As such, the concept of justice and our longing for fairness is an idea that transcends race, culture, ethnicity, and religion and one that strikes deep within the core of the human spirit.
Though this propensity for fairness manifests in the formation of all kinds of public policies both domestically and geopolitically, our longing to be treated fairly is also the foundation for a religious concept that permeates our social landscape… Karma!
Introduced by the beatniks of Greenwich Village during the ’60s, today the idea of Karma is all over the American mainstream. As one expert on societal trends remarked, “People have embraced karma because it helps explain why something good or bad happens.”
According to the teachings of Buddha, Karma states that “actions bring upon oneself inevitable results, good or bad, either in this life or in our future incarnation.” In other words, in the end, Karma ensures life is fair in the end! Everyone gets what they deserve! Regardless of the moment, good deeds are always rewarded and bad ones punished.
This is what makes the cross so offensive and why people struggle with the idea of grace. Not only does the cross completely contradict the concept of Karma (Jesus in no way deserved the brutal nature of His death), but it violates our sensibility for fairness.
The idea of grace (that God would grant His favor indiscriminately and independently of human involvement) is resisted because it doesn’t come across as being equitable. Even the legalist in each of us cringes at the notion that someone who’s lived a life of sin and wickedness can come to Christ on their deathbed and immediately receive the identical status we possess as a child of God and co-heir of all the Father’s promises.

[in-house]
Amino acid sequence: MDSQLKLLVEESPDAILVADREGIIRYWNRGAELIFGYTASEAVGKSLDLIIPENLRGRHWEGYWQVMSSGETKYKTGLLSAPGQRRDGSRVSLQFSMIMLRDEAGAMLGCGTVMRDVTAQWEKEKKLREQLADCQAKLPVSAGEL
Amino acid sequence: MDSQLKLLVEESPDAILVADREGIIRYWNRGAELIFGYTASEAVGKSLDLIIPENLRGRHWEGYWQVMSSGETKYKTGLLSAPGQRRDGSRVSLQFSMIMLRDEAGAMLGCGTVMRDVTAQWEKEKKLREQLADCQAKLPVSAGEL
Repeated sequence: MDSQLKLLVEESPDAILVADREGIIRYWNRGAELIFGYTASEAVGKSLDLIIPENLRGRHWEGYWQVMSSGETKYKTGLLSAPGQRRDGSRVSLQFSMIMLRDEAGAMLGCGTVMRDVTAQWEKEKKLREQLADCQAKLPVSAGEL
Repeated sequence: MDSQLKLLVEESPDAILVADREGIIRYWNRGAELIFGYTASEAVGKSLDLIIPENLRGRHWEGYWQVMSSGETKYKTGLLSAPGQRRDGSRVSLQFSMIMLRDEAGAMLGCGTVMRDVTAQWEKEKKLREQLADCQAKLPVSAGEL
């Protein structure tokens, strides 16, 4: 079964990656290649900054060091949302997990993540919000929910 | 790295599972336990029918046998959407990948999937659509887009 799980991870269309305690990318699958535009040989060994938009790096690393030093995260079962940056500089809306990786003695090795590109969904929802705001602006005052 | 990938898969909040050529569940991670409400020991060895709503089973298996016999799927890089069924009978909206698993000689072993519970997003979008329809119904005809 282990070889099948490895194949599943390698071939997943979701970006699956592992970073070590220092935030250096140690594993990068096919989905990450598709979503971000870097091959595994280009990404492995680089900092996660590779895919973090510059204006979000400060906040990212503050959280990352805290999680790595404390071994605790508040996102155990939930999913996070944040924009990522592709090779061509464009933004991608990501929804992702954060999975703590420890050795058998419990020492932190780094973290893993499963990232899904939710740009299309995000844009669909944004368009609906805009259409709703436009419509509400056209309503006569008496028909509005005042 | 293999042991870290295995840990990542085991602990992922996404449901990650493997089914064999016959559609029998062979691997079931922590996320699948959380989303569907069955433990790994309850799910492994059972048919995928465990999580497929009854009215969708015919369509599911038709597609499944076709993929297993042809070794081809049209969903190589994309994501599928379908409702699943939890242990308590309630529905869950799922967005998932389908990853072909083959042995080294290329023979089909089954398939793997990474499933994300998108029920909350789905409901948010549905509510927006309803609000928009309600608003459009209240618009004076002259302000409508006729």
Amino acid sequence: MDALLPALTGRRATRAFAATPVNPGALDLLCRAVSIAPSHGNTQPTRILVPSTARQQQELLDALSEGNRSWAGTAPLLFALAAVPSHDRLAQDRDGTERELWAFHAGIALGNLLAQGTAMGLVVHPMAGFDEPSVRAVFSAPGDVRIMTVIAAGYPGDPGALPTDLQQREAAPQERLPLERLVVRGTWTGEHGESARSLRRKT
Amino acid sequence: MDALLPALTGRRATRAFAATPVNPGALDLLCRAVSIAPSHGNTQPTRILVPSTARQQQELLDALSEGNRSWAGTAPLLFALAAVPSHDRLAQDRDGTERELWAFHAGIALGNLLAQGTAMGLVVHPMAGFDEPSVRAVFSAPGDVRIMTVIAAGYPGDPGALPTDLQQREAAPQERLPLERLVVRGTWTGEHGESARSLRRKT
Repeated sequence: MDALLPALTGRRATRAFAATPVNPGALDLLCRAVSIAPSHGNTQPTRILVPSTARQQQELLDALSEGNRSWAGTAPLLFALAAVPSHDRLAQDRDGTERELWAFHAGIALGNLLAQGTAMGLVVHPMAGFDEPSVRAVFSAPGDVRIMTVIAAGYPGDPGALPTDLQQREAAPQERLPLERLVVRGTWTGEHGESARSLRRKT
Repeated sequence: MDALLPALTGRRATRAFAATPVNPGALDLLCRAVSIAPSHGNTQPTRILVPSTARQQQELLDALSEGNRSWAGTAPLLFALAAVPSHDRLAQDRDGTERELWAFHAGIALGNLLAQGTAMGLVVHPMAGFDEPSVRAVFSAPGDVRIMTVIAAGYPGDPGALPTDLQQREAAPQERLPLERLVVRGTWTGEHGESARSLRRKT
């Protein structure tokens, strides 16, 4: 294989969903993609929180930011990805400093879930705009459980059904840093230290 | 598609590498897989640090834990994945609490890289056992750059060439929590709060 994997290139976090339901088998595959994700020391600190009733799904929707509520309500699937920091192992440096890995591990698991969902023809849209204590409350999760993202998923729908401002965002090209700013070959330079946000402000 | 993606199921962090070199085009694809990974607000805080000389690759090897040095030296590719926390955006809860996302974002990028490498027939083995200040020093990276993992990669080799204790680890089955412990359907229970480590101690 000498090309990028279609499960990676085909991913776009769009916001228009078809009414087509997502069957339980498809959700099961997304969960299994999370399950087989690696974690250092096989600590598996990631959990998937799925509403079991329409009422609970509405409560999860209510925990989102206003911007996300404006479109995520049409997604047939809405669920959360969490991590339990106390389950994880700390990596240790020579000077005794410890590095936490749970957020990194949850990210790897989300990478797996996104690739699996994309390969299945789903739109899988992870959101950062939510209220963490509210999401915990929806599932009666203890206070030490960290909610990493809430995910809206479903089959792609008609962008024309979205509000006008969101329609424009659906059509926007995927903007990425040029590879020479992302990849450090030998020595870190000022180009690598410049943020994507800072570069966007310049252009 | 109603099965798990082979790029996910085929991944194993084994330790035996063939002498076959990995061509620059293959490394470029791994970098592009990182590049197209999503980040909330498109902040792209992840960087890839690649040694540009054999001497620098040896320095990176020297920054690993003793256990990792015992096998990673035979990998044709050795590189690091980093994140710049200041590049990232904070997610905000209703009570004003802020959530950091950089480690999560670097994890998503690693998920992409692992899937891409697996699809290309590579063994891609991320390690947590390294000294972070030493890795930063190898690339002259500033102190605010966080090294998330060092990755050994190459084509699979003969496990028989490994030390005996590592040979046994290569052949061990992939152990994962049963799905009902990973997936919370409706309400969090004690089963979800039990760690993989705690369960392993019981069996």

While it’s true the fairness of grace is evident when one understands “all have sinned and fallen short of the glory of God” and there is no fundamental difference between all people not named Jesus, in a practical sense, grace isn’t designed to be fair!
Ultimately, you have to ask yourself this very important question… Do you want God to be fair with you? Do you want your interactions with Him to be on the basis of what you deserve? Or would prefer God to handle you through the prism of His love and kindness?
Paul was enraged that these Galatian believers were deliberately leaving the radicle nature of God’s grace by exchanging it for these Gospel distortions. And yet, the reason he was so angry and what made all of this so dangerous is that Paul rightly understood in adopting such an approach they were in actuality departing from Jesus!
You have to keep in mind what changed Paul’s life was not knowing more about God’s grace… What changed his life was the moment he experienced God’s grace through the revelation of Jesus Christ! What changed Paul was not a concept but a relationship!
When we talk about grace period it’s so easy for us to speak in platitudes that we often fail to fully grasp what’s being articulated… While God’s love sent Jesus to atone for our sins on the cross, His grace (unmerited favor) is the mechanism that now affords each one of us the opportunity to know and have a relationship with His Son Jesus.
God’s grace allows for the relationship! Consider… How does a person receive God’s grace? They enter into a relationship with Jesus. How does a person grow in God’s grace? Their relationship with Jesus deepens. How is a person transformed by God’s grace? Their relationship with Jesus naturally changes their desires and impacts their behaviors.
In regards to Paul, it had been God’s grace alone that afforded him the opportunity to have a relationship with Jesus — one that freed him from his former life, liberated him from the guilt of his past mistakes, and had now filled his life with meaning and purpose.
Sadly, there are some of you listening to this message who’ve never experienced the power of grace because while you’ve known about grace you’ve never known Grace! You see Paul’s life was forever changed the day he met Jesus (Grace) and his life continued to change each and every day he walked with Jesus (Grace). It’s why he fought so hard!
Grace is such a revolutionary concept because it provides you a way to approach God that isn’t based upon your ableness or His fairness, but rather His goodness. You see grace is so much more than an idea to know… It’s a relationship to be experienced!
The power of God’s grace and the peace that manifests, as a result, can only be discovered as you get to know the person of Jesus! So again I ask… Do you want God to be fair with you or would you prefer to sit back and bask in His incredible grace?
No Additional Links.